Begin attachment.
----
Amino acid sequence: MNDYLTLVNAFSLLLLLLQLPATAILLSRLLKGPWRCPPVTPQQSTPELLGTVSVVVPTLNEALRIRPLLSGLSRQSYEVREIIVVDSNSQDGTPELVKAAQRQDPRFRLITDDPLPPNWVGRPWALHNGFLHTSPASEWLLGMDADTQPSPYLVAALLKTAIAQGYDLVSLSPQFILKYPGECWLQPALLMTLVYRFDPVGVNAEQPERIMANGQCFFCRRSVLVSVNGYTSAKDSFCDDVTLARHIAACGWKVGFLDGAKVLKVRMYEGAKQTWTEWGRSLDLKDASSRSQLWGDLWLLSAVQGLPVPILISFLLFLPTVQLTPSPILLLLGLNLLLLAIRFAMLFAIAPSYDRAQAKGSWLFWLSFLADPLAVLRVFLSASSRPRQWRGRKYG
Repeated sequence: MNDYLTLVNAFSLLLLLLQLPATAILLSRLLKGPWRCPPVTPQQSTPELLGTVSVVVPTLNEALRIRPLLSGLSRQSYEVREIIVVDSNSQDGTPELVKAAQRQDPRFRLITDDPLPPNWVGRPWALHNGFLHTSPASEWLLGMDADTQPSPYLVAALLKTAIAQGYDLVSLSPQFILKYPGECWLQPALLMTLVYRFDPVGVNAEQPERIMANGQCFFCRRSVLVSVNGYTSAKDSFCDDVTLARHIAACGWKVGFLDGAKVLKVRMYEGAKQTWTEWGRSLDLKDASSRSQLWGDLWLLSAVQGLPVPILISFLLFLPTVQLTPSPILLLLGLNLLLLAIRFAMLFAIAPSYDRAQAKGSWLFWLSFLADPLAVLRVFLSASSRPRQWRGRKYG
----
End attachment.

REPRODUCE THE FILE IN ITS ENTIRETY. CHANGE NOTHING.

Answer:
Amino acid sequence: MNDYLTLVNAFSLLLLLLQLPATAILLSRLLKGPWRCPPVTPQQSTPELLGTVSVVVPTLNEALRIRPLLSGLSRQSYEVREIIVVDSNSQDGTPELVKAAQRQDPRFRLITDDPLPPNWVGRPWALHNGFLHTSPASEWLLGMDADTQPSPYLVAALLKTAIAQGYDLVSLSPQFILKYPGECWLQPALLMTLVYRFDPVGVNAEQPERIMANGQCFFCRRSVLVSVNGYTSAKDSFCDDVTLARHIAACGWKVGFLDGAKVLKVRMYEGAKQTWTEWGRSLDLKDASSRSQLWGDLWLLSAVQGLPVPILISFLLFLPTVQLTPSPILLLLGLNLLLLAIRFAMLFAIAPSYDRAQAKGSWLFWLSFLADPLAVLRVFLSASSRPRQWRGRKYG
Repeated sequence: MNDYLTLVNAFSLLLLLLQLPATAILLSRLLKGPWRCPPVTPQQSTPELLGTVSVVVPTLNEALRIRPLLSGLSRQSYEVREIIVVDSNSQDGTPELVKAAQRQDPRFRLITDDPLPPNWVGRPWALHNGFLHTSPASEWLLGMDADTQPSPYLVAALLKTAIAQGYDLVSLSPQFILKYPGECWLQPALLMTLVYRFDPVGVNAEQPERIMANGQCFFCRRSVLVSVNGYTSAKDSFCDDVTLARHIAACGWKVGFLDGAKVLKVRMYEGAKQTWTEWGRSLDLKDASSRSQLWGDLWLLSAVQGLPVPILISFLLFLPTVQLTPSPILLLLGLNLLLLAIRFAMLFAIAPSYDRAQAKGSWLFWLSFLADPLAVLRVFLSASSRPRQWRGRKYG